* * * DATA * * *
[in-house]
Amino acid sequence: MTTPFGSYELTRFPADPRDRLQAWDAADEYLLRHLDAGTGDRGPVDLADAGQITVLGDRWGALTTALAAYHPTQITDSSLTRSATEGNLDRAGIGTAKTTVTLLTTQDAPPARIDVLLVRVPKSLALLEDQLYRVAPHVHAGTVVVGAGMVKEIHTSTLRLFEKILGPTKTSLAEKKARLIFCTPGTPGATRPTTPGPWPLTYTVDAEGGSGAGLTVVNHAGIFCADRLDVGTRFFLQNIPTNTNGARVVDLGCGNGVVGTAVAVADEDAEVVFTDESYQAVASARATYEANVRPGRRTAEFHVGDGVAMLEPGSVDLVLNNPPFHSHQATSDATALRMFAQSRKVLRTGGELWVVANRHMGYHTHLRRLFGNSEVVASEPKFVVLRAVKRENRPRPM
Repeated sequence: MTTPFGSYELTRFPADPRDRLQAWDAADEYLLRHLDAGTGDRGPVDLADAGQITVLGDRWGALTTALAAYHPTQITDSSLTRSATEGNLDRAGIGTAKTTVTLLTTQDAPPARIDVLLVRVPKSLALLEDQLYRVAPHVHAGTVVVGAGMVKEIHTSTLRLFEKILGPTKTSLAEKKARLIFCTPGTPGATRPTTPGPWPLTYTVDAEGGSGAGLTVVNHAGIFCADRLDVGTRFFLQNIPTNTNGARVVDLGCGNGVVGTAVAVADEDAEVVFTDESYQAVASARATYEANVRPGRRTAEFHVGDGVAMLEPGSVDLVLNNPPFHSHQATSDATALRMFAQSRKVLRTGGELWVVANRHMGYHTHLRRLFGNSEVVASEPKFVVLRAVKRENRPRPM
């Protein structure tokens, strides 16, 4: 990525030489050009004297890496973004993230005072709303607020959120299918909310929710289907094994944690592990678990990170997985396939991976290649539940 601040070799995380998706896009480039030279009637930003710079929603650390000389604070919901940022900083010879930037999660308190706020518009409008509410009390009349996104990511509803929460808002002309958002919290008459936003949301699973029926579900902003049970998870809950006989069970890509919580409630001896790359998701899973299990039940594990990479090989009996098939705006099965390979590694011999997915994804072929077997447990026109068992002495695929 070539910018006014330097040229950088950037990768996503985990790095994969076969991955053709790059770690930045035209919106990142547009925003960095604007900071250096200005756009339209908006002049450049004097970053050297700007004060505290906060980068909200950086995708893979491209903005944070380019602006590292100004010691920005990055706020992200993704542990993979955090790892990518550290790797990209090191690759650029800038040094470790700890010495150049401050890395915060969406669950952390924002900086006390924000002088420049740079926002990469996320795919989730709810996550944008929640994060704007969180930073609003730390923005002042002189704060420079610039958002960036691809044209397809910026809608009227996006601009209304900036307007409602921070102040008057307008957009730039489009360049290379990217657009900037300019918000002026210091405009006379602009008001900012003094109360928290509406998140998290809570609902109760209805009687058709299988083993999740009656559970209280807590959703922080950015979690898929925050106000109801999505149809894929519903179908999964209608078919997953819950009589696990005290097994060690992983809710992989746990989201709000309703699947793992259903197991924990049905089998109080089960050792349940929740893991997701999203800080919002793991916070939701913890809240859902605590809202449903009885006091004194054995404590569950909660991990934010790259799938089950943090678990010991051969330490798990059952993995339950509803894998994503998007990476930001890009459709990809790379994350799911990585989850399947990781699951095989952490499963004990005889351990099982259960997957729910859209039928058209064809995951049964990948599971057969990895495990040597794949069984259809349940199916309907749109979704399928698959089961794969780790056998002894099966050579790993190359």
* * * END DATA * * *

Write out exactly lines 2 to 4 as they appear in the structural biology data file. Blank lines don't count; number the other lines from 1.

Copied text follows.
Amino acid sequence: MTTPFGSYELTRFPADPRDRLQAWDAADEYLLRHLDAGTGDRGPVDLADAGQITVLGDRWGALTTALAAYHPTQITDSSLTRSATEGNLDRAGIGTAKTTVTLLTTQDAPPARIDVLLVRVPKSLALLEDQLYRVAPHVHAGTVVVGAGMVKEIHTSTLRLFEKILGPTKTSLAEKKARLIFCTPGTPGATRPTTPGPWPLTYTVDAEGGSGAGLTVVNHAGIFCADRLDVGTRFFLQNIPTNTNGARVVDLGCGNGVVGTAVAVADEDAEVVFTDESYQAVASARATYEANVRPGRRTAEFHVGDGVAMLEPGSVDLVLNNPPFHSHQATSDATALRMFAQSRKVLRTGGELWVVANRHMGYHTHLRRLFGNSEVVASEPKFVVLRAVKRENRPRPM
Repeated sequence: MTTPFGSYELTRFPADPRDRLQAWDAADEYLLRHLDAGTGDRGPVDLADAGQITVLGDRWGALTTALAAYHPTQITDSSLTRSATEGNLDRAGIGTAKTTVTLLTTQDAPPARIDVLLVRVPKSLALLEDQLYRVAPHVHAGTVVVGAGMVKEIHTSTLRLFEKILGPTKTSLAEKKARLIFCTPGTPGATRPTTPGPWPLTYTVDAEGGSGAGLTVVNHAGIFCADRLDVGTRFFLQNIPTNTNGARVVDLGCGNGVVGTAVAVADEDAEVVFTDESYQAVASARATYEANVRPGRRTAEFHVGDGVAMLEPGSVDLVLNNPPFHSHQATSDATALRMFAQSRKVLRTGGELWVVANRHMGYHTHLRRLFGNSEVVASEPKFVVLRAVKRENRPRPM
């Protein structure tokens, strides 16, 4: 990525030489050009004297890496973004993230005072709303607020959120299918909310929710289907094994944690592990678990990170997985396939991976290649539940 601040070799995380998706896009480039030279009637930003710079929603650390000389604070919901940022900083010879930037999660308190706020518009409008509410009390009349996104990511509803929460808002002309958002919290008459936003949301699973029926579900902003049970998870809950006989069970890509919580409630001896790359998701899973299990039940594990990479090989009996098939705006099965390979590694011999997915994804072929077997447990026109068992002495695929 070539910018006014330097040229950088950037990768996503985990790095994969076969991955053709790059770690930045035209919106990142547009925003960095604007900071250096200005756009339209908006002049450049004097970053050297700007004060505290906060980068909200950086995708893979491209903005944070380019602006590292100004010691920005990055706020992200993704542990993979955090790892990518550290790797990209090191690759650029800038040094470790700890010495150049401050890395915060969406669950952390924002900086006390924000002088420049740079926002990469996320795919989730709810996550944008929640994060704007969180930073609003730390923005002042002189704060420079610039958002960036691809044209397809910026809608009227996006601009209304900036307007409602921070102040008057307008957009730039489009360049290379990217657009900037300019918000002026210091405009006379602009008001900012003094109360928290509406998140998290809570609902109760209805009687058709299988083993999740009656559970209280807590959703922080950015979690898929925050106000109801999505149809894929519903179908999964209608078919997953819950009589696990005290097994060690992983809710992989746990989201709000309703699947793992259903197991924990049905089998109080089960050792349940929740893991997701999203800080919002793991916070939701913890809240859902605590809202449903009885006091004194054995404590569950909660991990934010790259799938089950943090678990010991051969330490798990059952993995339950509803894998994503998007990476930001890009459709990809790379994350799911990585989850399947990781699951095989952490499963004990005889351990099982259960997957729910859209039928058209064809995951049964990948599971057969990895495990040597794949069984259809349940199916309907749109979704399928698959089961794969780790056998002894099966050579790993190359």